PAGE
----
There are many examples of amazing women in Champagne, here a few names you might know, and some you would like to know more about. From historical to modern times, if you look at the dates, they are around 50 -100 years apart. In life, we all benefit from the legacy created from those that came before us. International Women’s Day is the perfect time to celebrate that. Here’s cheers to all of the fabulous women of Champagne!
The word ‘veuve’ means widow in French, many of the great women of champagne, were widows and mothers, who became major influencers in the champagne industry. At the time the only way a woman could be at the helm of a business was to take over after the death of her husband. So successful were the veuves, it is rumoured that some producers added veuve into their title, even when there was no veuve at the house!
Veuve Clicquot – Veuve Barbe-Nicole Clicquot-Ponsardin
In 1805, after the death of her husband, Madame Clicquot at 27 years old became one of the first businesswomen of France when she took over the Clicquot business. In an era when women were excluded from the business world, she dared to assume the head of the company – a role she undertook with passion and determination. According to the Veuve Clicquot company description of her, Madame Clicquot’s character might be summarised with two words: audacious and intelligent.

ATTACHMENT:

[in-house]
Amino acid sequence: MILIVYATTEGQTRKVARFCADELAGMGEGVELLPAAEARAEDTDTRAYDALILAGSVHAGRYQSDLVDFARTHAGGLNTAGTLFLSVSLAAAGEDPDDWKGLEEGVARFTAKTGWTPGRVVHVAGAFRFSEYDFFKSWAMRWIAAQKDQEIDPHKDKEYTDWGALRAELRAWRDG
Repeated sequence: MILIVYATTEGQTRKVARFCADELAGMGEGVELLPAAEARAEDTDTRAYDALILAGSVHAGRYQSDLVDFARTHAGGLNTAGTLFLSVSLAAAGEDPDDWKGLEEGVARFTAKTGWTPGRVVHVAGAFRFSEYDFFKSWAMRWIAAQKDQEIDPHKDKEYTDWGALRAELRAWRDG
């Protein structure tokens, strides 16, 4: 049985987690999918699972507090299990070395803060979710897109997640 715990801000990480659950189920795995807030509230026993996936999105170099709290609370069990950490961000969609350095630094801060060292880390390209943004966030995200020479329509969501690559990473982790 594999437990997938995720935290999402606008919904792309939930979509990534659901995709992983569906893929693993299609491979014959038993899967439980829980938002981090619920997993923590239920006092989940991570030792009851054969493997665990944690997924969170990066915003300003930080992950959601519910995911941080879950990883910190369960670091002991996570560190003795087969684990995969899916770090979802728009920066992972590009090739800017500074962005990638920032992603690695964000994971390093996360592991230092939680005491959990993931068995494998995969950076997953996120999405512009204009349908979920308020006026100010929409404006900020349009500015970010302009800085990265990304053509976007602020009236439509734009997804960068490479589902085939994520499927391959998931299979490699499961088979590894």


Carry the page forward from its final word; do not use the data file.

Imagine the audacity of this decision at a time when women were not even allowed to open their own bank account!
She is credited with many innovations that have steered the success of champagne – the riddling process to remove the sediment from the bottle; improving the bottle so it would withstand the pressure of the bubbles; creating Rose champagne by adding some red wine; and her PR and branding, creating the first labels on a champagne bottle – the yellow label that still adorns the Veuve Clicquot bottle today.
I love the story of Veuve Clicquot, you can read more about her on our blog here:
Madame Pommery – Jeanne Alexandrine Louise Mélin Pommery
It was upon her husband’s death in 1858, that Madame Pommery, assumed full control of the business. One of her first decisions was to sell off their struggling wool business, and concentrate on the Champagne wine business. And, we are so glad that she did!
“I decided there and then to carry on the business in my husband’s stead”
With those words, the young widow set out to conquer national and international markets –overturning, without any qualms whatsoever, one or two corporate management rules. She was a true trailblazer, laying down the basis for any luxury product promotion; style, brand, communication and public relations on the estates.
She invented the modern style of champagne with the introduction of Brut Champagne, Brut being a much drier style was a bold initiative, as at the time the prevailing taste was for very sweet champagne (up to 300gms of sugar per litre, compared with now, depending on the level of Brut, is up to 12 gms per litre).